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issue: October 2004 APPLIANCE Magazine

Misdirected Directives—Part 2

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By Lisa Bonnema, Editor, APPLIANCE Magazine

As with the WEEE Directive, RoHS has left the industry with more questions than answers. Here’s a question: when will the European Commission (EC) realize that undefined directives are about as useless as no directive at all?

Lisa Bonnema, Editor, APPLIANCE Magazine

Because RoHS was developed to complement WEEE, it is easy to assume that problems with one will certainly affect the other. And to an extent, that is true. Lack of clarity within WEEE will only lead to lack of clarity within RoHS. But RoHS has it’s own set of problems.

The technical details surrounding the RoHS Directive are excruciating, so I will only highlight the basic issues. Directive 2002/95/EC on the Restrictions on the Use of Certain Hazardous Substances (RoHS) in electrical and electronic equipment endeavors to substantially reduce the amount of hazardous substances used in electrical and electronic devices, specifically lead, mercury, cadmium, hexavalent chromium, polybrominated biphenyls (PBB), and polybrominated diphenyl ethers (PBDE). According to the Directive, products covered under RoHS are the same as those covered under WEEE, except medical devices and monitoring and control instruments. This includes everything from small and large appliances to consumer electronics and power tools.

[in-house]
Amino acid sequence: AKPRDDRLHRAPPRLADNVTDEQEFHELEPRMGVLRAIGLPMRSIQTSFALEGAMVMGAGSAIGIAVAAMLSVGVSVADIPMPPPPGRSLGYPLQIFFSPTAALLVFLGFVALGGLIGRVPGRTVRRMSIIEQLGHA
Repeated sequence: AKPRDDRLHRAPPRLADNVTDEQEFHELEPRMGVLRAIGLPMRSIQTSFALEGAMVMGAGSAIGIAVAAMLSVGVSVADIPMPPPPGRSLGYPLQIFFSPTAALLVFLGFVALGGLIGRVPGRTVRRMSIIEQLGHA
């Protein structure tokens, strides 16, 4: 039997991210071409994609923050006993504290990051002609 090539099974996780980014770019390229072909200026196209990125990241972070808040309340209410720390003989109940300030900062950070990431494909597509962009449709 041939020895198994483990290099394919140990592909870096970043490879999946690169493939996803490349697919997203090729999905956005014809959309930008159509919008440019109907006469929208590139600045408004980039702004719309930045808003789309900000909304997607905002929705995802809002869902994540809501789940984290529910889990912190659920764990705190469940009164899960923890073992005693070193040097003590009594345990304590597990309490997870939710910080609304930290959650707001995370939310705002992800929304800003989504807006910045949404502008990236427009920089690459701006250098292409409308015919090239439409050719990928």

The largest issue at hand is that there has been no concentration limits set for determining whether or not such products comply. Yes, you read correctly—there is currently no criteria for determining whether or not products comply with the Directive. Hmmm. So you pass an environmental directive in February 2003—more than 18 months ago—before determining what limits of these substances are “environmentally friendly”? I don’t get it. From an environment standpoint, how can you say this will help the environment without researching or determining how much is “too much.” And from a legal standpoint, how in the world can you determine compliance?